From a linear to a circular renovation process in urban water management

In 2050, the Netherlands should be 100% circular. This means that we should close the loops in which materials and products lose their value as little as possible. To reach that goal, we need to change our way of working radically, but how? At Koos, we help organisations make their circular vision concrete and actionable. In this project for the RIONED foundation, we collaborated with four municipalities to find opportunities to make their renovation processes in urban water management more circular.

Client

RIONED foundation

Challenge

How can we make urban water management's (renovation) processes more circular?

Impact

A hands-on, bottom-up toolkit that allows municipalities to make their circular ambitions concrete for urban water management independently.

A Toolkit that makes circular urban water management concrete

The RIONED Foundation is a Dutch branch organisation that works as a knowledge centre for everything related to urban water management, this includes public sewage and drainage systems. RIONED aims to gather knowledge about urban water management and share it with all players from the field – Municipalities, water authorities, the provincial and federal government, companies, and educational institutions. From their position, RIONED wants to explore how the circular economy can be implemented in urban water management. 

In this project, we focussed on opportunities to make renovating sewage systems more circular. Four municipalities (Arnhem, West Maas en Waal, Tilburg and Wageningen) were involved, with each their own context and renovation case.

 

In this project, we focussed on opportunities to make renovating sewage systems more circular. Four municipalities* were involved, with each their own context and renovation case.

Upscaling to other municipalities

To upscale this approach to other municipalities, we developed a toolkit for municipalities to continue working on their ambitions autonomously. The toolkit can be used independently by any municipality that wants to make its linear process more circular. Going through several iterations, we created a three-step process together with experts at RIONED, which is now being tested in several participating municipalities and newly interested organisations.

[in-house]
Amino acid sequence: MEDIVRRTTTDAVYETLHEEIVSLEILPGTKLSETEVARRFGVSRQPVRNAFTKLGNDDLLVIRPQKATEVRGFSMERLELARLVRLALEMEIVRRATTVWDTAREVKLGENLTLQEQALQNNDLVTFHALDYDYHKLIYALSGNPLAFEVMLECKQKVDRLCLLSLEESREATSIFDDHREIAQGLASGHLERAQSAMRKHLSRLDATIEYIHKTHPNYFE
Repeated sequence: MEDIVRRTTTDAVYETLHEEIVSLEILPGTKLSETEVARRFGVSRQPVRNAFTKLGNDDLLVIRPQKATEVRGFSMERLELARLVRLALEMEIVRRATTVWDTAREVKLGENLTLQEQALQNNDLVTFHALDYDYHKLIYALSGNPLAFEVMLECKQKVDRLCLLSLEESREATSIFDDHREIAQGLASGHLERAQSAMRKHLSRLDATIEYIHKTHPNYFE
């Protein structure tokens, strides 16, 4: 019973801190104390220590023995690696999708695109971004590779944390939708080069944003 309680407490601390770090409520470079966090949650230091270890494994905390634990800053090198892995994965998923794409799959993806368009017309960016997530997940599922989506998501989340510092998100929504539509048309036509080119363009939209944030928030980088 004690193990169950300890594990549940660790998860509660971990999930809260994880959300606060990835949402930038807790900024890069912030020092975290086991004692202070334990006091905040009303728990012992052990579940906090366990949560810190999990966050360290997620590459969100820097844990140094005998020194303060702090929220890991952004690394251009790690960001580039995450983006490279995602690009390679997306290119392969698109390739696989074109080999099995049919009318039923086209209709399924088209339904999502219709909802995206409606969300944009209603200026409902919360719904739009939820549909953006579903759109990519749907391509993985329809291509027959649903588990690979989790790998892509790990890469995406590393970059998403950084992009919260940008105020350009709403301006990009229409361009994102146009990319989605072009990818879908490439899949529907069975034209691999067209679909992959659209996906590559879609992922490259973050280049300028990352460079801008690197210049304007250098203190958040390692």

Impact

This project took a meta-level approach – with four municipalities joining from their perspectives. Still, we created a process overview that fit most of their situations. This overview brought clarity which allowed conversations to run smoothly between the various participants and an easier understanding of each other’s situations. The participating municipalities enthusiastically received the toolkit. Although it still proves to be a struggle to find space for sustainability in a project, the tests are progressing, and we can soon work with their learnings. The toolkit is available for public use on the RIONED Foundation’s website.

Aligning stakeholders in the transition toward the circular economy

To understand the current renovation process, we talked to stakeholders from the participating municipalities, policy advisors, contractors, urban water management experts and researchers. We looked into their role in the current process, their challenges around circularity, and the current market developments. We gathered insights into how uncertainty in outcome causes paralysis around making decisions on sustainability and how the risks to investing in sustainability are high for contractors if they do not know what the municipality will expect of them.

Visualising and sharing our insights

We created a general overview of the current linear renovation process in urban water management based on our gathered information. With this process journey, we had a clear overview of the phases of a renovation project, the stakeholders involved and how they interact, and the steps from a multi-year policy plan to the delivery of a renovation project. We also incorporated feedback from several experts and urban water managers. 

Furthermore, we presented insights into the urban water management field’s relation to circularity.

Co-creating opportunities

To turn our findings into concrete results, we organised a workshop day and invited the four participating municipalities to bring a team of colleagues. The process journey, printed on posters, functioned as the basis for concrete opportunities to make the linear process more circular. Since the process varies between the municipalities, each adapted the general process journey to their current process. Together with circularity experts, the municipalities identified opportunities in their process and situation for circular interventions.

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The brainpower behind this project

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Joost van Leeuwen

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